Situated on Main Street next to the Le Meridien Pegasus Hotel, it is now a permanent and much admired part of Georgetown's scenery, and is in constant use as an exhibition and conference centre.
The structure is 55 feet (16.78 meters) high and is made from thatched allibanna and manicole palm leaves, and wallaba posts lashed together with mukru, turu and nibbi vines. No nails were used. It was erected by a team of about sixty Wai-Wai Amerindians, one of the nine indigenous tribes of Guyana. Fashioned like the Wai-Wai benabs or shelters which are found deep in Guyana's interior, it occupies an area of 460 square metres, making it the largest structure of its kind in Guyana.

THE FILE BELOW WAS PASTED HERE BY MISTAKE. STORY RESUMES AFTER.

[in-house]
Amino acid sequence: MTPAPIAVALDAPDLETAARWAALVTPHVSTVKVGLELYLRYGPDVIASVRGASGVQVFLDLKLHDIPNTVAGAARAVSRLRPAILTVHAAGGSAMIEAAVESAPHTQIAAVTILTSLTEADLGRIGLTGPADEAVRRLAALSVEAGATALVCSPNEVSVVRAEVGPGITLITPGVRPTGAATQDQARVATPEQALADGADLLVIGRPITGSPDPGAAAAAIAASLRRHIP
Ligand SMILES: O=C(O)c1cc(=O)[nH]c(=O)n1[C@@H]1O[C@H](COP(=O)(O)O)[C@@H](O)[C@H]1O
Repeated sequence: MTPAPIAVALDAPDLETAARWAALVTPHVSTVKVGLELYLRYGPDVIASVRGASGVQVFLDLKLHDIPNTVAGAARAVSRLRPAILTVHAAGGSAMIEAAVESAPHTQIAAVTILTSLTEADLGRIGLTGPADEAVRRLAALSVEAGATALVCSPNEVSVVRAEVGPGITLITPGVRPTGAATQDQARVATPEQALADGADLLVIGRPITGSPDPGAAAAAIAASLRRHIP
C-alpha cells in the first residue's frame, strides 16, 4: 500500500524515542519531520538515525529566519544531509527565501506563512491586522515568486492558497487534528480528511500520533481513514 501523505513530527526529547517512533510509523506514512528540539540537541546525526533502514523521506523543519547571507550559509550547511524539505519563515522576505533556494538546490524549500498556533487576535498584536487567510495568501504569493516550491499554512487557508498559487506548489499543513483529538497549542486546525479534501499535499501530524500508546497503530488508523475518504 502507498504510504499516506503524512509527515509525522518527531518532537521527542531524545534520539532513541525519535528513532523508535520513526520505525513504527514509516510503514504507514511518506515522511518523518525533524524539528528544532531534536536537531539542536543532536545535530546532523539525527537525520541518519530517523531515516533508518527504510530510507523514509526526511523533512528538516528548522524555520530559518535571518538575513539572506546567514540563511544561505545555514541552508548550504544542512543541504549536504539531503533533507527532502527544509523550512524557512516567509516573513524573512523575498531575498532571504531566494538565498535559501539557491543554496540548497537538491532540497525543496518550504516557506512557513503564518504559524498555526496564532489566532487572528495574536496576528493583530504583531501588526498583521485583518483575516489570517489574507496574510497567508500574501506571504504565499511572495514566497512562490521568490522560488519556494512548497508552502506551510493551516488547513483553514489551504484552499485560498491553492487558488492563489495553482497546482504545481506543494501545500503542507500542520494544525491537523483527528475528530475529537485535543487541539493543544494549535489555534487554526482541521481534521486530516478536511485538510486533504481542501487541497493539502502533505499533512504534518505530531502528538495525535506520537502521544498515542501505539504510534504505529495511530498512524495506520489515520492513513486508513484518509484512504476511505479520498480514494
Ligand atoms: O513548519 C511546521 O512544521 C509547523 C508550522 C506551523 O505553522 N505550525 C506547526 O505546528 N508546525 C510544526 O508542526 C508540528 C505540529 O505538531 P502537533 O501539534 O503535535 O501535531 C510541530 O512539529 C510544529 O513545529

On 26 August 1974, President Forbes Burnham unveiled the African Liberation Monument outside the benab "in memory of all of those who have struggled and continue to struggle for freedom from Human Bondage". The monument consists of five polished Greenheart logs encased in a jasper stand on a granite boulder.
"Umana Yana" is a Wai-Wai word meaning "Meeting place of the people".